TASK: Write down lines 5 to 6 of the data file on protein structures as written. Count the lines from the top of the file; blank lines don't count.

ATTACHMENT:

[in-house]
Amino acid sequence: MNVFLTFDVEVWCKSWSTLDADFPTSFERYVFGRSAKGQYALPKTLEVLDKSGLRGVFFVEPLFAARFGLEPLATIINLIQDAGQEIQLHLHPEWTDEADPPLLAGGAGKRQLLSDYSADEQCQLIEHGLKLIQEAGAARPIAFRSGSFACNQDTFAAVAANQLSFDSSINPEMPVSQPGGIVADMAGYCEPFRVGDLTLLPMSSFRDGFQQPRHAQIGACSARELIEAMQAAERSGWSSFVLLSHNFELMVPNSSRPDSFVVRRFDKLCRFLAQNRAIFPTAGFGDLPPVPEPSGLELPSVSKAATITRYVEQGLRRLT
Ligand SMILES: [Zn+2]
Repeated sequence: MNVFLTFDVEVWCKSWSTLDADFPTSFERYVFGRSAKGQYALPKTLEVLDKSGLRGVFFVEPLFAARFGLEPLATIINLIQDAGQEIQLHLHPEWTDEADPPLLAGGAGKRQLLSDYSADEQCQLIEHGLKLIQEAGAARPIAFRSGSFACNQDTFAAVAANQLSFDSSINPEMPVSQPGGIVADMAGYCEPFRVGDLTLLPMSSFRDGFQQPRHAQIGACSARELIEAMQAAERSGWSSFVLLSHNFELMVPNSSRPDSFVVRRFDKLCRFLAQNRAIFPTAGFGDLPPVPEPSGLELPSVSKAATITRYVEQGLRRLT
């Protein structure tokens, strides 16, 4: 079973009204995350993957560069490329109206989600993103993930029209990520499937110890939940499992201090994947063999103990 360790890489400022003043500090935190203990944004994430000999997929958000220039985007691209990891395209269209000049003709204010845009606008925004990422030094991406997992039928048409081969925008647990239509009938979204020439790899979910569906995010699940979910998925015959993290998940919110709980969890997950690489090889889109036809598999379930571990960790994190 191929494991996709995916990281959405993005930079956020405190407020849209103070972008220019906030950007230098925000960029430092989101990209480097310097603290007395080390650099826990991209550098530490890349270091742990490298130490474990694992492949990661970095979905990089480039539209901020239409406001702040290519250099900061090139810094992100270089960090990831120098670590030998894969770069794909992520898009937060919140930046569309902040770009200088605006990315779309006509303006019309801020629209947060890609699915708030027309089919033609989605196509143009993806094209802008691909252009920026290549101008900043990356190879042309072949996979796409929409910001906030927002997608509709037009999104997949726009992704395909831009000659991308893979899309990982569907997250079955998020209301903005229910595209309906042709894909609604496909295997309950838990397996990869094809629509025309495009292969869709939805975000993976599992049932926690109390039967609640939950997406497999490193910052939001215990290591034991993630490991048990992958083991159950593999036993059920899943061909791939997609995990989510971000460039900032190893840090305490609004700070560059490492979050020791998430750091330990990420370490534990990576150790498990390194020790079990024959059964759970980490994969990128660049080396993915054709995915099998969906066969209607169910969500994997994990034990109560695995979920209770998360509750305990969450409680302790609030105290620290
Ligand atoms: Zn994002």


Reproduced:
């Protein structure tokens, strides 16, 4: 079973009204995350993957560069490329109206989600993103993930029209990520499937110890939940499992201090994947063999103990 360790890489400022003043500090935190203990944004994430000999997929958000220039985007691209990891395209269209000049003709204010845009606008925004990422030094991406997992039928048409081969925008647990239509009938979204020439790899979910569906995010699940979910998925015959993290998940919110709980969890997950690489090889889109036809598999379930571990960790994190 191929494991996709995916990281959405993005930079956020405190407020849209103070972008220019906030950007230098925000960029430092989101990209480097310097603290007395080390650099826990991209550098530490890349270091742990490298130490474990694992492949990661970095979905990089480039539209901020239409406001702040290519250099900061090139810094992100270089960090990831120098670590030998894969770069794909992520898009937060919140930046569309902040770009200088605006990315779309006509303006019309801020629209947060890609699915708030027309089919033609989605196509143009993806094209802008691909252009920026290549101008900043990356190879042309072949996979796409929409910001906030927002997608509709037009999104997949726009992704395909831009000659991308893979899309990982569907997250079955998020209301903005229910595209309906042709894909609604496909295997309950838990397996990869094809629509025309495009292969869709939805975000993976599992049932926690109390039967609640939950997406497999490193910052939001215990290591034991993630490991048990992958083991159950593999036993059920899943061909791939997609995990989510971000460039900032190893840090305490609004700070560059490492979050020791998430750091330990990420370490534990990576150790498990390194020790079990024959059964759970980490994969990128660049080396993915054709995915099998969906066969209607169910969500994997994990034990109560695995979920209770998360509750305990969450409680302790609030105290620290
Ligand atoms: Zn994002």